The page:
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God and the Cosmos

What is the relationship between God and the cosmos?

This is an early page that treated on this issue. But now (from 14 September 2004) there is another page that might it be better to read, which discusses the philosophical implications of the idea of Creation as found in the Creation-Fall-Redemption ground motive. This page starts from Vollenhoven's specifically Christian questions but is of more general philosophical interest.

In "Isagoge Philosophiae" by Dirk Vollenhoven p. 10 Q.IIIT we find the following helpful outline of an argument [arrived in an email list, and I suspect it has errors in translation or spelling]:

III. The third question which we as Christian revelation believers ask Scripture is: 'What is the boundary which marks off that which is created from the Creator?' One should understand 'boundary' as something such that one can say 'everything which stands on that side of this boundary is God and everything which lays on this side is created.' To acknowledge the law as boundary between God and cosmos is a requirement of the fear of the Lord, which is of significance for much more than exclusively for science, but which also may not be lacking in it either if science is not to lead to [original had: leade] putative or pseudo-knowledge, that is to say, to error rather than to genuine knowledge.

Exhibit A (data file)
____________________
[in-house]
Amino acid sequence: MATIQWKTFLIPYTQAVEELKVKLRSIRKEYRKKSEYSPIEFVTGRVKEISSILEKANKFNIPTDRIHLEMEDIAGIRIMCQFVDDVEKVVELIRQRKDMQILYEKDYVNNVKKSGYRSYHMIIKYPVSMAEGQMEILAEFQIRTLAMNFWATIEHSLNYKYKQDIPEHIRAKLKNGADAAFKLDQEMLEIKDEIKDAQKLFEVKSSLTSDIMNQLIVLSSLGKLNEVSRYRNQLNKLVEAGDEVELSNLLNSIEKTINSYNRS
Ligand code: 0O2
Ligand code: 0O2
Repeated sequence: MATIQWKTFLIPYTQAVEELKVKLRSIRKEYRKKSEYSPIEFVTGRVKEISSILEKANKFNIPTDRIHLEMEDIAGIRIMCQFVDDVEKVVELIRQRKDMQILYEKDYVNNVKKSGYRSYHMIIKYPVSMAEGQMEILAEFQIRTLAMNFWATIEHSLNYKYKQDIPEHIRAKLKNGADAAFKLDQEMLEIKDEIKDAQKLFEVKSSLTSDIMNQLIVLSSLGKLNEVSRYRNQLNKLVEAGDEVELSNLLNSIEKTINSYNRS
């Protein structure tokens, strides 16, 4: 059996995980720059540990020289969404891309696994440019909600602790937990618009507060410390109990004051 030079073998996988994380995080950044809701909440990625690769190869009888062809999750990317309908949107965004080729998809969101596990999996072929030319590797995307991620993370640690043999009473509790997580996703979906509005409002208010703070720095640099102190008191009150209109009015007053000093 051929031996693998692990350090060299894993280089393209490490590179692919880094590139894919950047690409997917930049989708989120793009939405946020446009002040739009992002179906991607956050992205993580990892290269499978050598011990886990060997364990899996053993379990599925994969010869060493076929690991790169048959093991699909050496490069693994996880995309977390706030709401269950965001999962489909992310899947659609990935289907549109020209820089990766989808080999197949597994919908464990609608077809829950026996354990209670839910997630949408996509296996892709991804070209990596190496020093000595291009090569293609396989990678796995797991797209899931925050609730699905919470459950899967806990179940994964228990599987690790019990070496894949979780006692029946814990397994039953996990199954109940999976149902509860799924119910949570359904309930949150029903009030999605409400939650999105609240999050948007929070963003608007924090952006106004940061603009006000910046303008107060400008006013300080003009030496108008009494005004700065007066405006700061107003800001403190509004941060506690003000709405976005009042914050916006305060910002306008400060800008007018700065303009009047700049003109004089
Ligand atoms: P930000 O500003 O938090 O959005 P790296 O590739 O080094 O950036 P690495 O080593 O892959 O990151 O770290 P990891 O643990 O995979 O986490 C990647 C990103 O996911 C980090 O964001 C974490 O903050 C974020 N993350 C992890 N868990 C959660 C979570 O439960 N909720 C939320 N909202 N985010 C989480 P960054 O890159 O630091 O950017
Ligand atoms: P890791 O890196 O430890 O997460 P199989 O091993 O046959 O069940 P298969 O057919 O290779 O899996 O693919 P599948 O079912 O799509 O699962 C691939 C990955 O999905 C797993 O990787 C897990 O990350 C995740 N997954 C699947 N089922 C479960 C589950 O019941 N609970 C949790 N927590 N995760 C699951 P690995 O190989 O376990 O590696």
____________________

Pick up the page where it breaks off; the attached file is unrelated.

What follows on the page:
[End of quote from Vollenhoven; I have added comments and notes in [square brackets]. AB.]

But I have received the following response from David Ferguson, and he tells me that most of it is from Spiers:

In examining the various philosophical systems we must ask, do they recognize the boundary between God and the Cosmos and take fully into account the consequences of this recognition? All non-biblical philosophy can be classified according to the answer that it gives to this primary question. Vollenhoven developed the following system of classification.

There are philosophers who deny and philosophers who affirm the existence of a boundary between God and the cosmos. We call the former monists and the latter dualists. This main division does not tell us all we wish to know. It makes a difference whether or not a monist denies the existence of god or the existence of the world. If he does not wish to deny either the world or God, then as a monist he must either place God in the cosmos or resolve the cosmos in God. Consequently there are four kinds of monism.